By dedicating entire spreads in the promotional book to the vibrant ethnographic images of French painter Emile Gallois—a colonial era artist whose art “depict[s] [the] discoveries of his countryman Jean-Paul LeBeuf during explorations in Africa in the first half of this century”—Polished Ambers reveals a cognitive dissonance within its marketing message. At once, the cosmetic line seeks to affirm its modern Black consumer base while also obsessing over the “origins” of their existence. On the last page of the catalog’s history section, an 1805 atlas map of Africa again directs our attention to the matter of African authenticity. Engraved and published by cartographer John Cary, the map is entitled, “a new map of Africa, from the latest authorities.” Large and meticulously rendered, the map depicts a barren Southern Africa, a geographic question mark likely corroborated by similar “authorities,” i.e. other European cartographers of the nineteenth century. The map labels the Southern region of the continent for its “unknown parts” in a way that is not dissimilar from Revlon’s larger efforts to traverse uncharted consumer territory with racially-specific cosmetics. Both practices are all too fraught with presumption. The audacity of the map’s declaration still begs the question: to whom are these parts “unknown”?
In the final promotional pages of the Polished Ambers catalog book, images of models Iman, Coco Mitchell, Peggy Dillard, and actress Tamara Dobson are juxtaposed with African sculptures that depict the female form. In effect, the photographs seem to force association between the faces of these contemporary Black women and a series of African artifacts that are stripped of their spiritual or artistic significance. Blurring the lines between people of African descent and African artifacts, the images strive for the very transmutation embodied within brand statements that speak of the “sculptured faces” and “dark beauty” of twentieth century Black female consumers. Transcending time, geography, and ethnicity, the Polished Ambers catalog today reads like a corporation’s failed attempt to adopt Afro-centrism into its commercial lingua franca. Released the same year that Alex Haley’s unprecedented trans-Atlantic miniseries Roots—the critically-acclaimed multi-generational and transcontinental story of an African man and his descendants forced into slavery in the American South—aired on ABC, an argument could be made for regarding this promotional material as a sign of a Pan-African 1970s.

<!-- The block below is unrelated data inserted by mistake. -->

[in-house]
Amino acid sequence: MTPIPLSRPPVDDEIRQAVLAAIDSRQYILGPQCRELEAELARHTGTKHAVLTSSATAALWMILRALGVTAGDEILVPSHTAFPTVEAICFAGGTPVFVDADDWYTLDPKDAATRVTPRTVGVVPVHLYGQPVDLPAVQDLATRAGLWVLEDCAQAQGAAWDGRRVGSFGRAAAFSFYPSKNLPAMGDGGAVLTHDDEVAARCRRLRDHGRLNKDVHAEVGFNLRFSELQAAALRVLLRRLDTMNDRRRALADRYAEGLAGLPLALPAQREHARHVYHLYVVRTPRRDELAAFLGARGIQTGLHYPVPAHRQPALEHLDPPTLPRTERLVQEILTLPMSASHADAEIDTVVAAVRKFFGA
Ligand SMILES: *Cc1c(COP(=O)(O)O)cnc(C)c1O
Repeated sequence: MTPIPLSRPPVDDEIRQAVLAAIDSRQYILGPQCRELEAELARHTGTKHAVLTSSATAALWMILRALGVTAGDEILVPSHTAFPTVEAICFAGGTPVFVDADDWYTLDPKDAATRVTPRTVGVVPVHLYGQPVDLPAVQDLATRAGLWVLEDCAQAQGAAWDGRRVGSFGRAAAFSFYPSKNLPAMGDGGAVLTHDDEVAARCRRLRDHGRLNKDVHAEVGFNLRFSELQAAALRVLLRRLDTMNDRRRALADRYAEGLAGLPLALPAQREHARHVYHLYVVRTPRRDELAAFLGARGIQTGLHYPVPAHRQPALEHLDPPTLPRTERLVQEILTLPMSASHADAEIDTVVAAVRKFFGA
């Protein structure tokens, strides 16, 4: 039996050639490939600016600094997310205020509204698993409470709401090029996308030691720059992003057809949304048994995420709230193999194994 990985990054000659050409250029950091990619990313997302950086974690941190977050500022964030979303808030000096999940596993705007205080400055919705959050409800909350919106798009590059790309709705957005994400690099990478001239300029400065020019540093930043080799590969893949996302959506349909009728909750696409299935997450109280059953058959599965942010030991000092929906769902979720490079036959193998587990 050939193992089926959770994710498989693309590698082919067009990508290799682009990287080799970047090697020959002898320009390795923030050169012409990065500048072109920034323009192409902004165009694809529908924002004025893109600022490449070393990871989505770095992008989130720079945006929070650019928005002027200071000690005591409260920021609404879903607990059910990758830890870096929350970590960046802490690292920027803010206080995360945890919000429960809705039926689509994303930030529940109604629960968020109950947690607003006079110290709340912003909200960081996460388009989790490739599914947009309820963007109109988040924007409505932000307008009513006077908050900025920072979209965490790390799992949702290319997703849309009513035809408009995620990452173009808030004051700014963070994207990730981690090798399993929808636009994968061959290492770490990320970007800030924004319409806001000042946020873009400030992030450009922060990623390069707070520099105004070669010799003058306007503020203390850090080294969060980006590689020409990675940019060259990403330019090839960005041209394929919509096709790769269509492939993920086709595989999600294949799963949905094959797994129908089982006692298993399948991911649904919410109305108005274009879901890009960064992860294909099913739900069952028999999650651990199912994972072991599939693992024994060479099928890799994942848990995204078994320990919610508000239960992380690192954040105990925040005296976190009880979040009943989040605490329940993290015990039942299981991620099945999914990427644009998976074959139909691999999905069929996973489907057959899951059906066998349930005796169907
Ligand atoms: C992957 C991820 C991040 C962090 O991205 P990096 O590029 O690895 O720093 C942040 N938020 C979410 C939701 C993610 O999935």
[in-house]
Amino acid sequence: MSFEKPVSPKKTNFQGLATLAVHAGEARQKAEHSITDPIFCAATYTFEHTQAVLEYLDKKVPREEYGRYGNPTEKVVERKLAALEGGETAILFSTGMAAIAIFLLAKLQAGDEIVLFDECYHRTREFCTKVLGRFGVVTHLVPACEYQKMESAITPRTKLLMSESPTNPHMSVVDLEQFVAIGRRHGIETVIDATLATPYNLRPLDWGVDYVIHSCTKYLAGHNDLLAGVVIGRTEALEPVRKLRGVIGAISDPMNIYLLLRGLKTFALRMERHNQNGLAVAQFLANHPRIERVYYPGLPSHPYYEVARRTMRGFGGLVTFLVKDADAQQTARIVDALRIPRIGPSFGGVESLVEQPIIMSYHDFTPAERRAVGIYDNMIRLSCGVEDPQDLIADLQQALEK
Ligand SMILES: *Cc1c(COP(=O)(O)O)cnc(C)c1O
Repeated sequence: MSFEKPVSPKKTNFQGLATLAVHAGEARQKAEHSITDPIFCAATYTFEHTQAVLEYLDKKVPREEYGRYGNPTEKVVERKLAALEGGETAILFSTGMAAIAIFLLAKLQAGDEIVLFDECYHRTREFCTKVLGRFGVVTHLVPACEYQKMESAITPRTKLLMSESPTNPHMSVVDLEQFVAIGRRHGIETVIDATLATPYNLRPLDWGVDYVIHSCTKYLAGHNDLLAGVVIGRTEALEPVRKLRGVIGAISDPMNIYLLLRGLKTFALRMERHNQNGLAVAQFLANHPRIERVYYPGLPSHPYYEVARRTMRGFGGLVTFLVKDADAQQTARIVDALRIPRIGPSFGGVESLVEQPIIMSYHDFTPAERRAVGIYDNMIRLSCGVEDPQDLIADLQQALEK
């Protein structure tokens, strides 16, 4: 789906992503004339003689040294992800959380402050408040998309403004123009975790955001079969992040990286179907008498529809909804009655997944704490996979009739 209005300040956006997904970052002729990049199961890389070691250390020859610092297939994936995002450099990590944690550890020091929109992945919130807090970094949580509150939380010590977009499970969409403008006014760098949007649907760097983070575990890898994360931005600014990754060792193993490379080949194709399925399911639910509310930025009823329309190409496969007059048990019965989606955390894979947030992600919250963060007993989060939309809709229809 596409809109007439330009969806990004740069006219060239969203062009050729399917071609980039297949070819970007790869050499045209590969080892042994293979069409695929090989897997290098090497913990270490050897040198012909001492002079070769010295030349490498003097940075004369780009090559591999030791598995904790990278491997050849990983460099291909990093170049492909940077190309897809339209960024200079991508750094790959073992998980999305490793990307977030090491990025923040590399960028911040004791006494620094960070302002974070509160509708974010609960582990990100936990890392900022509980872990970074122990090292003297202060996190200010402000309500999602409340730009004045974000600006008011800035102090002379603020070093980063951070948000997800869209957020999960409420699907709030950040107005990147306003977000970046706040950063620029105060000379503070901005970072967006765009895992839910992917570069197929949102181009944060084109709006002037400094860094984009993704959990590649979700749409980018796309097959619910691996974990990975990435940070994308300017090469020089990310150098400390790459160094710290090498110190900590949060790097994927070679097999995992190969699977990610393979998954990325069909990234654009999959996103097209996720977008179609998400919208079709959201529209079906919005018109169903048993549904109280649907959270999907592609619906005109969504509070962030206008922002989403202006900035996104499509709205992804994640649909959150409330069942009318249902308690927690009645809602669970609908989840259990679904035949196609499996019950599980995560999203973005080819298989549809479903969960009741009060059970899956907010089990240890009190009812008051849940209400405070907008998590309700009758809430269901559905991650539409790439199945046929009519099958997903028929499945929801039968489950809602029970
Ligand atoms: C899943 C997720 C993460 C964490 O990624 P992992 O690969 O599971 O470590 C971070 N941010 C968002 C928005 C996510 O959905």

Following the 1950s and 60s, when the nation’s counter-cultural movements—namely The Black Power Movement and the Women’s movement—asserted the political power of the “natural” bare-faced agent of change, companies like Revlon entered a beauty culture that was actively redefining beauty. Making a case for beautification that retained the visual markers of the Civil Rights era’s aesthetic revolution, the Polished Ambers campaign’s capital hinged on the visual potency of its chosen subjects, Black models with browner skin-tones, afros, and braids. Still, as consumers we should be cautious not to mistake these political appeals for any real political alignment. After all, the success of the cosmetic industry requires that our social incentive to be polished and prettified will inspire the impulse of consumption, rather than that of cultural criticism.
So why then did Revlon and Essence seek out an art historian in the first place? How might we come to understand the notable urgency of Essence’s request for Wilson’s assistance? “Expediency is the watchword,” the memo reads. Expediency is such an interesting word choice. For the noun describes a way of being or action that is most concerned with ends rather than means. At a time when national cosmetics titans like Revlon and L’Oréal struggled to break into the Black market, publications like Essence and writers like Judith Wilson who held a wealth of knowledge regarding African American culture(s), had grown increasingly valuable to beauty corporations. Under the right circumstances, even the expertise of the critic-historian, so rarely privileged by American corporations, could prove economically advantageous. In spite of it all, capitalism is notoriously adaptive. Faced with marketing to an underserved consumer base, Revlon enlisted support from those who understood the relationship between art and audience. And who better than a Black art historian to demystify and articulate the aesthetic priorities and traditions of her people?